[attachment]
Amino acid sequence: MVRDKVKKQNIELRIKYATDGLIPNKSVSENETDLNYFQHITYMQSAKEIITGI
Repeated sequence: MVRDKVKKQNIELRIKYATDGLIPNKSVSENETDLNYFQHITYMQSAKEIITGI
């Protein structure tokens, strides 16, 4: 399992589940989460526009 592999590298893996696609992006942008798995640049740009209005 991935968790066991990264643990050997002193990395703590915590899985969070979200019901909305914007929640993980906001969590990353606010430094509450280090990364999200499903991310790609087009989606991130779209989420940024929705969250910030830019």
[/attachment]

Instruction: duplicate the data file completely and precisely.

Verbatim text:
Amino acid sequence: MVRDKVKKQNIELRIKYATDGLIPNKSVSENETDLNYFQHITYMQSAKEIITGI
Repeated sequence: MVRDKVKKQNIELRIKYATDGLIPNKSVSENETDLNYFQHITYMQSAKEIITGI
């Protein structure tokens, strides 16, 4: 399992589940989460526009 592999590298893996696609992006942008798995640049740009209005 991935968790066991990264643990050997002193990395703590915590899985969070979200019901909305914007929640993980906001969590990353606010430094509450280090990364999200499903991310790609087009989606991130779209989420940024929705969250910030830019």